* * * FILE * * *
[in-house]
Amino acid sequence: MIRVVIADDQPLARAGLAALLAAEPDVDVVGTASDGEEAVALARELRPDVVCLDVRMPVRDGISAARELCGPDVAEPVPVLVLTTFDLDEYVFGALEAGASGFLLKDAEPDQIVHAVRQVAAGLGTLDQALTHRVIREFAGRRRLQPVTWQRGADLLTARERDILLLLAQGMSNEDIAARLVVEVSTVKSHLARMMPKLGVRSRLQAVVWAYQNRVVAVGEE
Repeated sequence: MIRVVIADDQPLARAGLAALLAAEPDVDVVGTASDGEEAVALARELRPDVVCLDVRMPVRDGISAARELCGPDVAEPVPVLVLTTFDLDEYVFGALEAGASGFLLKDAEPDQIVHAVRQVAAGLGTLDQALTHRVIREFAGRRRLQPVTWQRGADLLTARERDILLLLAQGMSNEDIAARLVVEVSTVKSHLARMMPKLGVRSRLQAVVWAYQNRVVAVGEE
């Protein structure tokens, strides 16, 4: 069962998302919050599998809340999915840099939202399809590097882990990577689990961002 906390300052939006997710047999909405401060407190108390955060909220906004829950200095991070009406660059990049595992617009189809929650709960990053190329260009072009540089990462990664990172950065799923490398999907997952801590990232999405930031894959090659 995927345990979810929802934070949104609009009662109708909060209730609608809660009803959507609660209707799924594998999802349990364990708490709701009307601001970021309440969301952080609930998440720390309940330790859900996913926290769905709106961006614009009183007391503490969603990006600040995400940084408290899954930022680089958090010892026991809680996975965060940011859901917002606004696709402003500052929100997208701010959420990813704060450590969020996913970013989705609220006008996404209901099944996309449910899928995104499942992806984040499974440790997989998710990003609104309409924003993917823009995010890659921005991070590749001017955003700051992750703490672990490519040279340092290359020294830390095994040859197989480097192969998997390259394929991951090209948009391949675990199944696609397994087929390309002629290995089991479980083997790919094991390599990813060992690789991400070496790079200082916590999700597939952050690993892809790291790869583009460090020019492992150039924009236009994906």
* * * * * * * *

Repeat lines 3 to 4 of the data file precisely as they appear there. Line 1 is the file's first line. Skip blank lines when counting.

Repeated sequence: MIRVVIADDQPLARAGLAALLAAEPDVDVVGTASDGEEAVALARELRPDVVCLDVRMPVRDGISAARELCGPDVAEPVPVLVLTTFDLDEYVFGALEAGASGFLLKDAEPDQIVHAVRQVAAGLGTLDQALTHRVIREFAGRRRLQPVTWQRGADLLTARERDILLLLAQGMSNEDIAARLVVEVSTVKSHLARMMPKLGVRSRLQAVVWAYQNRVVAVGEE
């Protein structure tokens, strides 16, 4: 069962998302919050599998809340999915840099939202399809590097882990990577689990961002 906390300052939006997710047999909405401060407190108390955060909220906004829950200095991070009406660059990049595992617009189809929650709960990053190329260009072009540089990462990664990172950065799923490398999907997952801590990232999405930031894959090659 995927345990979810929802934070949104609009009662109708909060209730609608809660009803959507609660209707799924594998999802349990364990708490709701009307601001970021309440969301952080609930998440720390309940330790859900996913926290769905709106961006614009009183007391503490969603990006600040995400940084408290899954930022680089958090010892026991809680996975965060940011859901917002606004696709402003500052929100997208701010959420990813704060450590969020996913970013989705609220006008996404209901099944996309449910899928995104499942992806984040499974440790997989998710990003609104309409924003993917823009995010890659921005991070590749001017955003700051992750703490672990490519040279340092290359020294830390095994040859197989480097192969998997390259394929991951090209948009391949675990199944696609397994087929390309002629290995089991479980083997790919094991390599990813060992690789991400070496790079200082916590999700597939952050690993892809790291790869583009460090020019492992150039924009236009994906």